Krista Brooks is a junior journalism major and the assistant opinions editor for the Daily 49er.

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September 5, 2012

Our View: Carbon emissions taxes will sink CSU budget

Se below

By Krista Brooks

Published Tuesday, August 28, 2012The Daily 49er

http://www.daily49er.com/opinion/our-view-carbon-emissions-taxes-will-sink-csu-budget-1.2753845#.UEaoufXueSo

Effective Jan. 1, 2013, a cap and trade program will be implemented, affecting the Cal State University and University of California, and forcing the systems to pay the price for high levels of carbon emissions.

These facilities will be charged a fee for emitting greenhouse gases.

Either go green or pay the green. Cap and trade is a solution projected to reduce California’s carbon emissions by a substantial amount.

The Global Warming Solutions Act of 2006, also known as Assembly Bill 32, mandates the state reduce the level of carbon emissions to 1990 levels by the year 2020.

University of California, Los Angeles is projected to pay the most — up to $8.4 million.

The rate of carbon credits is predicted to range from $10 to $40 each.

The resulting fee for both university systems could be as much as $28 million a year.

But this can, and will rise.

The legislation, once in place, will have no limit on how much tax credits would cost at a given time.

The choice to reduce carbon emissions is essentially optional.

Businesses with the money can continue to emit as much greenhouse gases as they want, as long as they buy the appropriate amount of credits. Only when a business can’t afford to will it be forced to change its behavior. Businesses without the extra cash or capability of lowering emissions will have to face the consequences.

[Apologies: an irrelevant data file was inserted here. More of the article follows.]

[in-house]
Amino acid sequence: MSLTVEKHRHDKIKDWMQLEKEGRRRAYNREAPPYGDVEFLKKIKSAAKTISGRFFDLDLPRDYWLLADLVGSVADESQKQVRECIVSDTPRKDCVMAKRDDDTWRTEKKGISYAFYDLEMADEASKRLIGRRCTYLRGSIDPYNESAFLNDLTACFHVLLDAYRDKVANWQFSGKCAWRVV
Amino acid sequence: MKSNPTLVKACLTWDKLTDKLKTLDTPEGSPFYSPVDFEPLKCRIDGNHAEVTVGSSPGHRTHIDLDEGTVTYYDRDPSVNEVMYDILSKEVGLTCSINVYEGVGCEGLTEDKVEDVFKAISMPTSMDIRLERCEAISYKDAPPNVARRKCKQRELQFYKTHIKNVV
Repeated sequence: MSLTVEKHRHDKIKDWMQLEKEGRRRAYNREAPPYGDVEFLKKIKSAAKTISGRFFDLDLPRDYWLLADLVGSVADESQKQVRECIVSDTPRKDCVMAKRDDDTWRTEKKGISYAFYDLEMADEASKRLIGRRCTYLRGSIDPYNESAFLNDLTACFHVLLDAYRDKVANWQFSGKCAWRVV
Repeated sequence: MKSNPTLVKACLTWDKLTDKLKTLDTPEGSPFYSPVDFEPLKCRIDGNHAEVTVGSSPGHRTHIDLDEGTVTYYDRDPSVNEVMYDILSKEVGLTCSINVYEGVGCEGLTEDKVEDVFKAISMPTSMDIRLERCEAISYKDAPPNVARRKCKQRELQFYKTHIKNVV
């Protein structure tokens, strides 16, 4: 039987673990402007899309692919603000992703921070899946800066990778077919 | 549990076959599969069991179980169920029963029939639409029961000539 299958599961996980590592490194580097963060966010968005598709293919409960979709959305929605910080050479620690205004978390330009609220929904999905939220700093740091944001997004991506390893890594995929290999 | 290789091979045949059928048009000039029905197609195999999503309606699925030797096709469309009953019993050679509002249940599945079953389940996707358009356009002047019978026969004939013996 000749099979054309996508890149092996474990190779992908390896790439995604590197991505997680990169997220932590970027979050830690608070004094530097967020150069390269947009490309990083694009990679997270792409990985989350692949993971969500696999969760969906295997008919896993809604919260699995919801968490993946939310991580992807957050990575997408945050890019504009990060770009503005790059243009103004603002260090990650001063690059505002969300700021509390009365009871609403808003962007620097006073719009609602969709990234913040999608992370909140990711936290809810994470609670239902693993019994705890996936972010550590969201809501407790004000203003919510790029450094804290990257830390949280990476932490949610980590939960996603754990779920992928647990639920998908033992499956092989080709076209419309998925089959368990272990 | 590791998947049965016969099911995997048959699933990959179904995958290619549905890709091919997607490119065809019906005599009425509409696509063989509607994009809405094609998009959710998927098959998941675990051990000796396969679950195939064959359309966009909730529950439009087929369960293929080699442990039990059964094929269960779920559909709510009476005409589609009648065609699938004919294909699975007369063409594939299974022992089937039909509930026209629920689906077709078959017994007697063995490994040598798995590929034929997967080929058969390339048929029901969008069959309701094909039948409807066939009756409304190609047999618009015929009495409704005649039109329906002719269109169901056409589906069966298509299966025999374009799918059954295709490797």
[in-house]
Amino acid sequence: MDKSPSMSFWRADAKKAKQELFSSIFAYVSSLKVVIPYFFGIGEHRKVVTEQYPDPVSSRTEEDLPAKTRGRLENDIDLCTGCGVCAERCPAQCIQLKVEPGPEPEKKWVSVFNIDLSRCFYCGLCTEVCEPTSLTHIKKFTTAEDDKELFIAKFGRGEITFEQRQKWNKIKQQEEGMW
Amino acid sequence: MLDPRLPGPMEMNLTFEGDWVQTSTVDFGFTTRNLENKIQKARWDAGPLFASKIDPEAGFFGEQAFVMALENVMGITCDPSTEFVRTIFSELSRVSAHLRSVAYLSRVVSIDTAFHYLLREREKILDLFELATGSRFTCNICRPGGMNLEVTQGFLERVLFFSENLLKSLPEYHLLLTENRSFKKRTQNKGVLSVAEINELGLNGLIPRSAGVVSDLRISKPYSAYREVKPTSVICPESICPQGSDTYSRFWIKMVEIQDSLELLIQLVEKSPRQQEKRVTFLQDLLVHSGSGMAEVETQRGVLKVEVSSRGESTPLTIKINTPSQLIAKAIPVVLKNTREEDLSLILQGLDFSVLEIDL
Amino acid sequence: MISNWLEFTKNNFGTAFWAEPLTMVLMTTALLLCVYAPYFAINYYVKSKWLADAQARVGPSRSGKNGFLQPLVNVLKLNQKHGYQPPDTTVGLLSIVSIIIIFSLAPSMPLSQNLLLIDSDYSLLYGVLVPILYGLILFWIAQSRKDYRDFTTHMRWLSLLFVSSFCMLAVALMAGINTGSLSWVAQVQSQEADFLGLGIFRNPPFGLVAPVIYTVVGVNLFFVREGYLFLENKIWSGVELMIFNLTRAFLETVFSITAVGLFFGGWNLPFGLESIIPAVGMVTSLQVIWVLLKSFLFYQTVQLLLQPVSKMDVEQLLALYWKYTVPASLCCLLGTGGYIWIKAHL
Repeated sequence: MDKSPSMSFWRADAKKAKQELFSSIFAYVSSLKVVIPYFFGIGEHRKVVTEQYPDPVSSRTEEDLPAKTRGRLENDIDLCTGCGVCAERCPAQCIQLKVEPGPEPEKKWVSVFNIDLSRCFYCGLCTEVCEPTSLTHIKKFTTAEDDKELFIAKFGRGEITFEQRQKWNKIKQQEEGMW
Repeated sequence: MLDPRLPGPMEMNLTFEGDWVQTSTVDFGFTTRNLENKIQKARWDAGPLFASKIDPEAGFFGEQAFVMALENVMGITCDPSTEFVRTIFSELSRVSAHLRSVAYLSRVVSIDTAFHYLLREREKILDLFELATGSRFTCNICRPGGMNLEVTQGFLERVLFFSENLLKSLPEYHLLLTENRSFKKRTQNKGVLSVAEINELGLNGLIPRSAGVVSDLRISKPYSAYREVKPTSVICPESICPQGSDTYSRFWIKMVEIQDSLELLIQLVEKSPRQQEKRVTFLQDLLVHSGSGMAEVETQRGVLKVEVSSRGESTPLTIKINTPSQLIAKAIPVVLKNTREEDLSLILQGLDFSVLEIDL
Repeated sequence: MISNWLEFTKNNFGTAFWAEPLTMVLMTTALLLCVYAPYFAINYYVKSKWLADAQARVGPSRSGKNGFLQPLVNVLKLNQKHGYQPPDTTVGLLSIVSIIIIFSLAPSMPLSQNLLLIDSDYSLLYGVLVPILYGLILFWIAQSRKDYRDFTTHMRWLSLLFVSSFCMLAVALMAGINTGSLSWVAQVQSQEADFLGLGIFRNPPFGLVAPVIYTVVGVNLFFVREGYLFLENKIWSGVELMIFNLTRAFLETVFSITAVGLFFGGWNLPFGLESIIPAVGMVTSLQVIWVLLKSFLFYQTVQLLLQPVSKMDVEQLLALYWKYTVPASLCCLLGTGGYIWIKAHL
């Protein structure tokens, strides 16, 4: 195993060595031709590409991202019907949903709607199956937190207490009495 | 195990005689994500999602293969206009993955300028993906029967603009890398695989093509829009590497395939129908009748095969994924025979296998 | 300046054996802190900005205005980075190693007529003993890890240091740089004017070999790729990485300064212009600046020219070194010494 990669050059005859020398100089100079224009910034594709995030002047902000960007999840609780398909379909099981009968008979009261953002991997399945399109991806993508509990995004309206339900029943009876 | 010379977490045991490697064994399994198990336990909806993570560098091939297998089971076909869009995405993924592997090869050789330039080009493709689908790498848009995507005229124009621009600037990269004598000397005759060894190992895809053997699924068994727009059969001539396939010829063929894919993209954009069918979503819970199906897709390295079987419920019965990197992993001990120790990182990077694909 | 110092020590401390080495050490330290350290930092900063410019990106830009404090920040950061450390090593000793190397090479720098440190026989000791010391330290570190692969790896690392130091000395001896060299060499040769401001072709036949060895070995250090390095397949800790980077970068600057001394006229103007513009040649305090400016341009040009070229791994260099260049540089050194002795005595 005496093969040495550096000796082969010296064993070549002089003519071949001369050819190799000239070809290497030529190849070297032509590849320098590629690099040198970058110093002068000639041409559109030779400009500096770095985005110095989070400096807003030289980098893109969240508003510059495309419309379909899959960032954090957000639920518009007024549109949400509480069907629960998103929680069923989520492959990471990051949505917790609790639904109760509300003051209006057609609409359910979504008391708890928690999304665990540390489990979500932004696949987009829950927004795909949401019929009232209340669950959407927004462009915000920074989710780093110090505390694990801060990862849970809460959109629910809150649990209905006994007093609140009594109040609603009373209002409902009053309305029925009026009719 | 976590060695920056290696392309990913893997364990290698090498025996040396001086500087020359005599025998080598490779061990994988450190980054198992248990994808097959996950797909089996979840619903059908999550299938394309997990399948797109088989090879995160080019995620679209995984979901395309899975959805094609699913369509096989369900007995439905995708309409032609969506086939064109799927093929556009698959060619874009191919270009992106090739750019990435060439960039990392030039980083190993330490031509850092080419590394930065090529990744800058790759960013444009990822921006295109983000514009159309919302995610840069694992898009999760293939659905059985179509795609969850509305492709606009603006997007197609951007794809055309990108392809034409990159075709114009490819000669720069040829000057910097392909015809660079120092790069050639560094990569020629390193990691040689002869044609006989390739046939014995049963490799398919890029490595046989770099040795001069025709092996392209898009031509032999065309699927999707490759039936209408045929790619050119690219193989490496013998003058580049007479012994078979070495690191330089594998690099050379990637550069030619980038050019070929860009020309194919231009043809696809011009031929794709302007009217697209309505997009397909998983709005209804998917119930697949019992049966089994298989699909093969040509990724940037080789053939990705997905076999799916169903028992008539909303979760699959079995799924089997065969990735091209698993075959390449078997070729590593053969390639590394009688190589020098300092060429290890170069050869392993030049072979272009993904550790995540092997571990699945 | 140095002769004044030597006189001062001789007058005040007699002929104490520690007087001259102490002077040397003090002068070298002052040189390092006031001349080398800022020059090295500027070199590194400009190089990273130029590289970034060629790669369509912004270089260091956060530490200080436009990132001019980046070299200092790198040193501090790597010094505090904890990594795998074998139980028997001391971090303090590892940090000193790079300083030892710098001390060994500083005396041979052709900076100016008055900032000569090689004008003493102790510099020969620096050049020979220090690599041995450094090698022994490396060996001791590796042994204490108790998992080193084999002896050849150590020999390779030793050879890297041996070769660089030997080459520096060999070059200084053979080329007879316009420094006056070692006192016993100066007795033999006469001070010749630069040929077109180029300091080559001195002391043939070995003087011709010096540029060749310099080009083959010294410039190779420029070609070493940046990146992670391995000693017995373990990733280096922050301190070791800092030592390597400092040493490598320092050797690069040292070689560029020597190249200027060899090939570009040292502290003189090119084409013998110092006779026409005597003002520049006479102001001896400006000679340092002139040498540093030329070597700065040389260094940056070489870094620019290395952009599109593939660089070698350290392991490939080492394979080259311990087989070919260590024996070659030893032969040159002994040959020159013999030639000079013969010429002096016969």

We can only hope the fee is too much for big business to ignore. Small businesses have no choice.

As for us students in the CSU and UC systems, we will pay the price. The $28 million in potential fees is just another expense to tack onto our budget and our campuses will be affected regardless of how far our efforts go to lower emissions.

Long Beach has taken several steps to lower our carbon footprint already. Not only is the city becoming more and more bike-friendly, it has taken action in improving public transportation.

Many buses are now hybrids and routes have been extended to accommodate more public transporters.

All plastic bags have been banned from grocery stores in Long Beach and paper bag alternatives cost 10 cents each. This encourages shoppers to use reusable bags instead of disposable bags.

Cal State Long Beach has incorporated water fountains on campus specifically to refill water bottles and canteens, which lowers the amount of plastic bottles.

These improvements were made by the city of Long Beach and CSULB, before the threat of a fee.

The steps taken towards a greener city should be rewarded rather than taxed. With dismal state support, this bill will continue to suck us dry of every last penny.